With permission, Mr Speaker, I would like to take this opportunity to pay tribute to the dedication and professionalism of Dyfed-Powys police and all the other agencies involved in the search for April Jones, who went missing on 1 October. I am sure that the whole House will join me in praising them for their continued work to find April and in praising the support shown by so many of the people of Machynlleth for her family.
The Wales Office and the Home Office have been working closely with the Welsh Government and partners to make the police and crime commissioner reforms a success in Wales. Considerable progress has been achieved through the Wales Transition Board.
A serious potential problem has been averted over the preparation of voting papers in the Welsh language. Will the Secretary of State engage with the Welsh Language Commissioner to ensure that the commitment to bilingualism in Wales is fully respected in all non-devolved areas, where the problem arose?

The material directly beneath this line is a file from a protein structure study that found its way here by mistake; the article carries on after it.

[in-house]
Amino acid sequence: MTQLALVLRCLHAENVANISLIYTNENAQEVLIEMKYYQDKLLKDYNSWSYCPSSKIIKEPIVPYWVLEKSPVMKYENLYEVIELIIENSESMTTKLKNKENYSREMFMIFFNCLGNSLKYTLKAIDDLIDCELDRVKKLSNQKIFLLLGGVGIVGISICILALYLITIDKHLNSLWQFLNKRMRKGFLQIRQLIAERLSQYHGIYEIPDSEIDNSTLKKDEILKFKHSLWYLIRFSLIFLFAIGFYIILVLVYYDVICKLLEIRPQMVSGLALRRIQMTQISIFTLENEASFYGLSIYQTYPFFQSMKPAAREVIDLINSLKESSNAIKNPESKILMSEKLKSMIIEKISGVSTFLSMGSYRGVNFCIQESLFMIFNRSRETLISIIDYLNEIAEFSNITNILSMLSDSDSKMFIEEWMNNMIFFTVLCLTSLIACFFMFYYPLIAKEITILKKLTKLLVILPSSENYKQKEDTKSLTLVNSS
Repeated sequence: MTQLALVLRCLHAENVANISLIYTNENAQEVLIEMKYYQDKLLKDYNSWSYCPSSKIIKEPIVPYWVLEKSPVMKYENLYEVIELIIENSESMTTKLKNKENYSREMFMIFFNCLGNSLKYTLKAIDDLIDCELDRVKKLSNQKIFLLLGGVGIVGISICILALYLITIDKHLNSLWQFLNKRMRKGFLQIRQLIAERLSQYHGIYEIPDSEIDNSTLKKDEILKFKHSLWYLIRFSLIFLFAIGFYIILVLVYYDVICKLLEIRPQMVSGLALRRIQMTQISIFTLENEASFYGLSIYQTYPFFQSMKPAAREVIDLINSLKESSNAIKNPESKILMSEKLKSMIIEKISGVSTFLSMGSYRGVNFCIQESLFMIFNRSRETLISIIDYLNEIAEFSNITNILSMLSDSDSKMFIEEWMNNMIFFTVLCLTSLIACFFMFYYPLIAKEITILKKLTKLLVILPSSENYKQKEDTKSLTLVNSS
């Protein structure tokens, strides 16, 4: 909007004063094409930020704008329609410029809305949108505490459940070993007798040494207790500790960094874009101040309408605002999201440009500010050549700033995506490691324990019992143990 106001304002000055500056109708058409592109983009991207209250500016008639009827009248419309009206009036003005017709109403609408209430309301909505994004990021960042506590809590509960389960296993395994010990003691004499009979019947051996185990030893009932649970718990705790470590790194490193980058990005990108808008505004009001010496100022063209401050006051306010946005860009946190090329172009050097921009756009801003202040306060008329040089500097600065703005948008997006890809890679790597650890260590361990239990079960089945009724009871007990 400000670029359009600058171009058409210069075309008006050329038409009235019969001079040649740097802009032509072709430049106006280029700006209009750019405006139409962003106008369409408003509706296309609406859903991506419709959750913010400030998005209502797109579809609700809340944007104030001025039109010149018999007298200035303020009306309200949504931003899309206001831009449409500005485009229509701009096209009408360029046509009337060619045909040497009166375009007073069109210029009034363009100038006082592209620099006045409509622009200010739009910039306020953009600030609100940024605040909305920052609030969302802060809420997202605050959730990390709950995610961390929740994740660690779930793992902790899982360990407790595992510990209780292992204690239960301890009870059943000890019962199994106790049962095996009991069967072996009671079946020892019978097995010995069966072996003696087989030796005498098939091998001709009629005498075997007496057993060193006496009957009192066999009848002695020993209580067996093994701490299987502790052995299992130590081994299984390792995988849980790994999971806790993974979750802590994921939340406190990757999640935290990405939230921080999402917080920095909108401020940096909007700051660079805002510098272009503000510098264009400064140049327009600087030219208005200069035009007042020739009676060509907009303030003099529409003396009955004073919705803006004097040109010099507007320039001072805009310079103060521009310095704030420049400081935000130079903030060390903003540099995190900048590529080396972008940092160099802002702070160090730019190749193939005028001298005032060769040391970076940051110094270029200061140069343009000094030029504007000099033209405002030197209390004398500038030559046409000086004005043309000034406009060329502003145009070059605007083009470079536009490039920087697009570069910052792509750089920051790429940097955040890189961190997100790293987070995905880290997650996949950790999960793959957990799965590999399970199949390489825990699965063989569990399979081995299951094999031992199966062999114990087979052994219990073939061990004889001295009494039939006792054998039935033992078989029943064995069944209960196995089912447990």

Yes, the Wales Office is committed fully to the Welsh language and its support, not only in the devolved areas but in the un-devolved ones. I am pleased to report that my office is working closely with the Welsh Language Commissioner, and indeed it is proposed that an official of the commissioner will be embedded in the Wales Office.
I know that the right hon. Gentleman is a great proponent of the Welsh language, but I urge him to ensure that in all aspects and in all avenues of work within the Palace of Westminster the Welsh language is given the respect it so rightly deserves. I hope that this type of thing is not going to happen again.
The hon. Lady has identified a problem that needs to be resolved, in that the Welsh Language Commissioner is, of course, a position that was created by the Welsh Assembly. It is important that in the non-devolved areas sufficient support should be given to the Welsh language, and I am pleased to report that my office is prepared and anxious to undertake that duty.